When something like this happens in a multivariate analysis, it may be due to the model not incorporating a variable that has important relationships with the other variables. In other words, the model is incomplete, hence the nonsensical results. Relationships among variables that are implied by coefficients of association must also make sense to be credible.

Now, it has been pointed out that the missing variable here possibly is schistosomiasis infection. The dataset from the China Study included that variable, even though there were some missing values (about 28 percent of the data for that variable was missing), so I added it to the model in a way that seems to make sense. The new model is shown on the graph below. In the model, schisto = schistosomiasis infection.


So what does this new, and more complete, model tell us? It tells us some of the things that the previous model told us, but a few new things, which make a lot more sense. Note that this model fits the data much better than the previous one, particularly regarding the overall effect on colorectal cancer, which is indicated by the high R-squared value for that variable (R-squared=0.73). Most notably, this new model tells us that:

- As schistosomiasis infection increases, colorectal cancer increases significantly (beta=0.83; P<0.01). This is a MUCH STRONGER relationship than the previous one between total cholesterol and colorectal cancer; even though some data on schistosomiasis infection for a few counties is missing (the relationship might have been even stronger with a complete dataset). And this strong relationship makes sense, because schistosomiasis infection is indeed associated with increased cancer rates. More information on schistosomiasis infections can be found here.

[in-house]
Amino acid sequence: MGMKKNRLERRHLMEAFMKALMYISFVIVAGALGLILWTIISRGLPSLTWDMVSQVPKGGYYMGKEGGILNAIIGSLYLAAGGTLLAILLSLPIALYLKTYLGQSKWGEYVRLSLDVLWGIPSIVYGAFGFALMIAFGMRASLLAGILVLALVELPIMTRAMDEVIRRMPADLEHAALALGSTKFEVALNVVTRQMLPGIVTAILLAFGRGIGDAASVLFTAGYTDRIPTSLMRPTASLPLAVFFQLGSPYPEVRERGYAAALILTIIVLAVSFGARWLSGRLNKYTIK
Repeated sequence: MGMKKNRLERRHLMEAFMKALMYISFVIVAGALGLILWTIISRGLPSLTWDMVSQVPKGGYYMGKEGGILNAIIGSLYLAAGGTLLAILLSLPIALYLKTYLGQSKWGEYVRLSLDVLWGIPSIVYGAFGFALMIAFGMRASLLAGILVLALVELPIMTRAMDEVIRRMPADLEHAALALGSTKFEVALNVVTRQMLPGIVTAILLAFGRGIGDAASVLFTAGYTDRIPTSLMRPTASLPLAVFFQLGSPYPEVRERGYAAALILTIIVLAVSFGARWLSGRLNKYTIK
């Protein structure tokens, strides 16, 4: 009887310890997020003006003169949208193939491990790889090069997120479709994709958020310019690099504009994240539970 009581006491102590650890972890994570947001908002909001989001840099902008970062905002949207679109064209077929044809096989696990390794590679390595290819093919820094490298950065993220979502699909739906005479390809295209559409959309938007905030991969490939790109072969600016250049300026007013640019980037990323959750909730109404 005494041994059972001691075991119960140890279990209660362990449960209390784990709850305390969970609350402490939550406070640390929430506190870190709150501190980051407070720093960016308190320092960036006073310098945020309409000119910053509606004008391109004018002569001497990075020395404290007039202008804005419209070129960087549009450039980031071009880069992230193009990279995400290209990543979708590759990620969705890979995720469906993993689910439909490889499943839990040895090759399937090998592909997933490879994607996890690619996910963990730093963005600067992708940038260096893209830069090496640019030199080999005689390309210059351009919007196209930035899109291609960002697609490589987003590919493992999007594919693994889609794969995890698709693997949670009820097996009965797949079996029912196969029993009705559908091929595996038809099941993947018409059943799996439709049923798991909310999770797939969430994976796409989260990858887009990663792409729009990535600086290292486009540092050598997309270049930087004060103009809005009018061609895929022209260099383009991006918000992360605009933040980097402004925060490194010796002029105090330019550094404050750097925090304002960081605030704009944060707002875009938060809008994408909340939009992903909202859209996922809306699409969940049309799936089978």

- Schistosomiasis infection has no significant relationship with these variables: animal protein consumption, plant protein consumption, or total cholesterol. This makes sense, as the infection is caused by a worm that is not normally present in plant or animal food, and the infection itself is not specifically associated with abnormalities that would lead one to expect major increases in total cholesterol.

- Total cholesterol has no significant relationship with colorectal cancer (beta=0.24; P=0.11). The beta here is nontrivial, but too low to be significant; i.e., we cannot discard chance within the context of this relatively small dataset.

- Animal protein consumption has no significant relationship with colorectal cancer. The beta here is very low, and negative (beta=-0.03).

- Plant protein consumption has no significant relationship with colorectal cancer. The beta for this association is positive and nontrivial (beta=0.15), but the P value is too high (P=0.20) for us to discard chance within the context of this dataset.

Below is the plot showing the relationship between schistosomiasis infection and colorectal cancer. The values are standardized, which means that the zero on the horizontal axis is the mean of the schistosomiasis infection numbers in the dataset. The shape of the plot is the same as the one with the unstandardized data. As you can see, the data points are very close to a line, which suggests a very strong linear association.


In summary, an exploratory path analysis with WarpPLS can shed light on data patterns that would look rather “mysterious” otherwise. Still, one has to use commonsense, good theory, and past empirical results to derive conclusions.

No comments: